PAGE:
Arts & Entertainment

Rome’s historic Via Margutta flooded with artworks calling for peace

By Andrea Cuesta

Rome, Apr 30 (EFE).- Rome’s historic 100 Pittori (100 painters) open-air festival returned to Via Margutta for its 117th edition which is an artistic celebration of peace.

Rome’s famed Via Margutta, once home to painter Pablo Picasso, has been flooded with thousands of artworks calling for an end to the war in Ukraine.

“It is very important because exhibiting on the street allows us to communicate with the public and to convey our emotions as artists without intermediaries,” Roberta Imperatori, a painter and director of the 100 Pintori association, told EFE.

The first time an open-air show was held on Via Margutta, which had always been a refuge for artists and craftsmen, was in 1953, when several painters who were living on the street, including Picasso, gathered for an impromptu community exhibition to liven up the gloomy postwar atmosphere.

More than half a century later, the historic road remains a go-to place in the city’s art scene with dozens of galleries, antique shops and the annual event which brings together art lovers and curious tourists.

Imperatori has been participating in the festival for years, and for her the festival allows her to show her works, in which women take center stage, “calmly.”

Her paintings launch the Spring edition of the festival, which rose to fame with the rom-com Roman Holidays.

The movie was shot the same year the festival opened, possibly taking advantage of the popularity that the film had given the lane in Rome’s Bohemian quarter, and which starred Gregory Peck and Audrey Hepburn.

After a two-year pandemic hiatus, the street has once again been flooded with the creations of a hundred painters and two sculptors, including Lanfranco Finocchili, a member of the association, Serbian landscape artist Elena Shamrina and painter Laura Conenna, who makes color-saturated beachscapes.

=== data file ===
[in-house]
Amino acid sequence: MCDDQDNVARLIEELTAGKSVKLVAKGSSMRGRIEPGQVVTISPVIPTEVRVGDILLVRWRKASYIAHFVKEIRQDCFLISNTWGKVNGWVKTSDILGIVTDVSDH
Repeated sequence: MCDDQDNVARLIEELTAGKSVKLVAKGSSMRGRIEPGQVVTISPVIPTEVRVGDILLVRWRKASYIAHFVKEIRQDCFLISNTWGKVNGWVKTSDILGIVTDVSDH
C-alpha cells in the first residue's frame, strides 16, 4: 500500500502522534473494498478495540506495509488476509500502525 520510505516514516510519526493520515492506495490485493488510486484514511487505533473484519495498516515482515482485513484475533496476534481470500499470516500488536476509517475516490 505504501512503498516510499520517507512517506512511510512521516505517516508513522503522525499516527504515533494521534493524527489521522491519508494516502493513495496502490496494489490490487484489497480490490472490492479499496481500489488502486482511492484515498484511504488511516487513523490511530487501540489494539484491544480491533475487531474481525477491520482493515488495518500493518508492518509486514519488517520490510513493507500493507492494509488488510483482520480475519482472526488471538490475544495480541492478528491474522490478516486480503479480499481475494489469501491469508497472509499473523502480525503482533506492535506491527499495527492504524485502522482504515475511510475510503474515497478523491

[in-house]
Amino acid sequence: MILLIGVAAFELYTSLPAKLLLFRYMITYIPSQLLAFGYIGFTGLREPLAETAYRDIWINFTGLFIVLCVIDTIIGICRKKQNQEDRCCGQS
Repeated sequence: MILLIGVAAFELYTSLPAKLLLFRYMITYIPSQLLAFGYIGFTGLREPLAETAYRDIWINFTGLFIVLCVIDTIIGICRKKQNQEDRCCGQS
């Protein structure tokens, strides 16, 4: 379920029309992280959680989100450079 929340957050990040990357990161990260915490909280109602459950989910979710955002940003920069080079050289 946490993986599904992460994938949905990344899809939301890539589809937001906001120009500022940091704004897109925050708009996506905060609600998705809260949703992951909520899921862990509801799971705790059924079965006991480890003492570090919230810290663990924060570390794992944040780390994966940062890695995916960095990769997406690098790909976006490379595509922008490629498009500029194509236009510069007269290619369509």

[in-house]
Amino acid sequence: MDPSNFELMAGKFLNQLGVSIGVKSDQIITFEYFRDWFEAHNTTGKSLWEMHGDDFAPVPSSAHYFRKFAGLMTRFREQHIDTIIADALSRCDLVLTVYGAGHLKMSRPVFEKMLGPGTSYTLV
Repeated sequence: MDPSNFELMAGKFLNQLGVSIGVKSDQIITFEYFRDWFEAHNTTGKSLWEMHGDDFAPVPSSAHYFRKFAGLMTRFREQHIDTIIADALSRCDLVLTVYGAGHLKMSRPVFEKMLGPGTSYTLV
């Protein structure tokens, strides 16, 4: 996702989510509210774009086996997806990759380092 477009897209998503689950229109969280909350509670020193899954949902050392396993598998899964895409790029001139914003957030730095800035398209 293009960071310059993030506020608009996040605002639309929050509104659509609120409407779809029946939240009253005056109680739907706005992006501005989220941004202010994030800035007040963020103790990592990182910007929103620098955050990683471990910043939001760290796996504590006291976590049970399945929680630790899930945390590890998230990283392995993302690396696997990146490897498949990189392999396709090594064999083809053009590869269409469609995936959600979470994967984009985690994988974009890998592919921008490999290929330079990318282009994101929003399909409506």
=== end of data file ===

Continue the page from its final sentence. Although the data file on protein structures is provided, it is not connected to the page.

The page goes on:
“After two years of inaction, we have once again paraded through the most important avenue in Rome in terms of art exhibitions,” Conenna said with a beaming smile.

This year organizers have dedicated the festival to Italian figurative painter Paolo Salvati (Rome, 1939-2014), who created wondrous and intensely chromatic depictions of nature.

Participants of this year’s edition have drawn from Salvati’s style: “We have shown his colors and his poetic way of painting that conveyed love, both for art and for humanity,” Imperatori explained.

She added that Salvati’s message of peace had become very important for this year’s festival amid Russia’s bloody invasion of Ukraine.

Participants have sought to convey a “message of peace with the colors and the forms,” Imperatori added.

References to Ukraine appear subtly in the use of color, but also more directly in different paintings.

One artwork featured two people embracing, one painted in yellow, the other in blue (a nod to the colors of Ukraine’s flag), while holding a white dove, another depicted a landscape of a wheat field against a cyan-blue sky. EFE


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